When I talk about my vocation with monks or nuns who have been in vows longer than I have, I often hear the phrase "God never said it would be easy, only that it would be worth it". I'm sure many other people on many other paths have heard the same thing, however the choice of living out a monastic vocation (if it really is a choice) is an especially difficult way to live.
One of the key differences between a monastic life and a secular life us that the monastic is called to begin every action out of a place of love. I do not mean the kind of love that spurs romantic interest, but the kind of love that overcomes hate, lifts the broken and comforts the afflicted.
In light of the recent tragedy in Charlottesville, OES held a collective candlelight vigil for the victims of the violence that took place there, but our vigil was about more than just the victims; it was also in hope that love might overcome the hatred that caused the attack in the first place.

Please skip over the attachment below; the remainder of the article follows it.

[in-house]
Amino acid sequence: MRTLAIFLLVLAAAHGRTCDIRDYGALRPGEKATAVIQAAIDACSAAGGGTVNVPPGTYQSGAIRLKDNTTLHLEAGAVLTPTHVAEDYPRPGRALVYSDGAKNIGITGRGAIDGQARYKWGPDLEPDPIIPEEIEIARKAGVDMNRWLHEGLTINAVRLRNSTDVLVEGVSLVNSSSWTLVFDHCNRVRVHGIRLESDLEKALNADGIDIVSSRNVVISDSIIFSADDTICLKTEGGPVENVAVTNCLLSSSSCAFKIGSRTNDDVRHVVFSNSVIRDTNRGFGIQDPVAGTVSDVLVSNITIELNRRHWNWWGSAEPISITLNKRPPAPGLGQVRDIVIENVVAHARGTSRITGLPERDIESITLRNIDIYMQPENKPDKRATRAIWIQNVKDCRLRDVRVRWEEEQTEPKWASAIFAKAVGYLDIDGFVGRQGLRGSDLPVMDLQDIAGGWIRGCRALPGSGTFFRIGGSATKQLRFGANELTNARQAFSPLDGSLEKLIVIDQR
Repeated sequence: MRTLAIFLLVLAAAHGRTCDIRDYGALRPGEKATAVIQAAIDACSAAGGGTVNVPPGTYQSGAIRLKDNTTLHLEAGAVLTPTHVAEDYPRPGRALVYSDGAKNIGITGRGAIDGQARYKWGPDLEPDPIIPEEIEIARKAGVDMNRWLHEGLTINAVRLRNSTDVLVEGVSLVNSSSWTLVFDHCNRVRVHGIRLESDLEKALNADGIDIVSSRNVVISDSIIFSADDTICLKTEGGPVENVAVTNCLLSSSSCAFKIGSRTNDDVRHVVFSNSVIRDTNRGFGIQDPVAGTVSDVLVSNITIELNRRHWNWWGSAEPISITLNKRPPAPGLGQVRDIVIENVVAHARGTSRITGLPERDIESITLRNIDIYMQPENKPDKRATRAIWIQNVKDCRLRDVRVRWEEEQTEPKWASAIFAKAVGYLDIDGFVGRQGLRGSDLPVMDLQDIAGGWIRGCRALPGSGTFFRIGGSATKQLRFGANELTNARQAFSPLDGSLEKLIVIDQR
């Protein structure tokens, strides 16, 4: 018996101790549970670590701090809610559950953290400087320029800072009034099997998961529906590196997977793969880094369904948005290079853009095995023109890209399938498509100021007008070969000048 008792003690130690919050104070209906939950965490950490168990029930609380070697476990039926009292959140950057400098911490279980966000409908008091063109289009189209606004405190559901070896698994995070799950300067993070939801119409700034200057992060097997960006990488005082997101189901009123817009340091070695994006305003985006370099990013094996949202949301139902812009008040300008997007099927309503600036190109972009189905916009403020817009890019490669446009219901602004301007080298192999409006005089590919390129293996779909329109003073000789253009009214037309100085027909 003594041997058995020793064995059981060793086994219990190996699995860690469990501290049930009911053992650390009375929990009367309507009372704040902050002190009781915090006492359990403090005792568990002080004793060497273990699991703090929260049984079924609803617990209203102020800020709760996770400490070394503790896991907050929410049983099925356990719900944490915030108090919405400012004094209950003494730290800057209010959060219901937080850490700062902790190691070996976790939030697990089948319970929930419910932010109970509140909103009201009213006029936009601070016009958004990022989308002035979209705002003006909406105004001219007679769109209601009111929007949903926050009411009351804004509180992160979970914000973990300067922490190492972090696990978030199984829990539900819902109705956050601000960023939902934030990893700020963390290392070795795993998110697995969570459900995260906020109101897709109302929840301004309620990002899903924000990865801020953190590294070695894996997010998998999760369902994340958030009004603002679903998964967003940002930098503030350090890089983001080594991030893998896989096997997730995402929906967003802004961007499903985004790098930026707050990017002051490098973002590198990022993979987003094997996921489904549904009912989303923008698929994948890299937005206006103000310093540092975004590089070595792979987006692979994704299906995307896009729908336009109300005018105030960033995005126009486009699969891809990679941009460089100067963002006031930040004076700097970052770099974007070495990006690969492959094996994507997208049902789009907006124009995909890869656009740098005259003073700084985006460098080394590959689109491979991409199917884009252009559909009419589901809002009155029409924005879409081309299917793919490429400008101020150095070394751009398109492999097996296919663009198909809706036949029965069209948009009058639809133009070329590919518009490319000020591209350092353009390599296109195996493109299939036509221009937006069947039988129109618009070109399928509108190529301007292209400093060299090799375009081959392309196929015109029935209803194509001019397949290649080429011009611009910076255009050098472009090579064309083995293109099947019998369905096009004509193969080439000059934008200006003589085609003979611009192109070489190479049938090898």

As Dr. ML King said, "Returning hate for hate multiplies hate, adding deeper darkness to a night already devoid of stars. Darkness cannot drive out darkness; only light can do that. Hate can not drive out hate, only love can do that".
Let us then strive to cultivate love within ourselves. Each small act of love will eventually add up to large acts of love which can drive out hatred and darkness.
(This post was also published on Fr. Bjorn's personal blog, The Tiniest Hermit.)
Reflections from the monks and nuns of OES.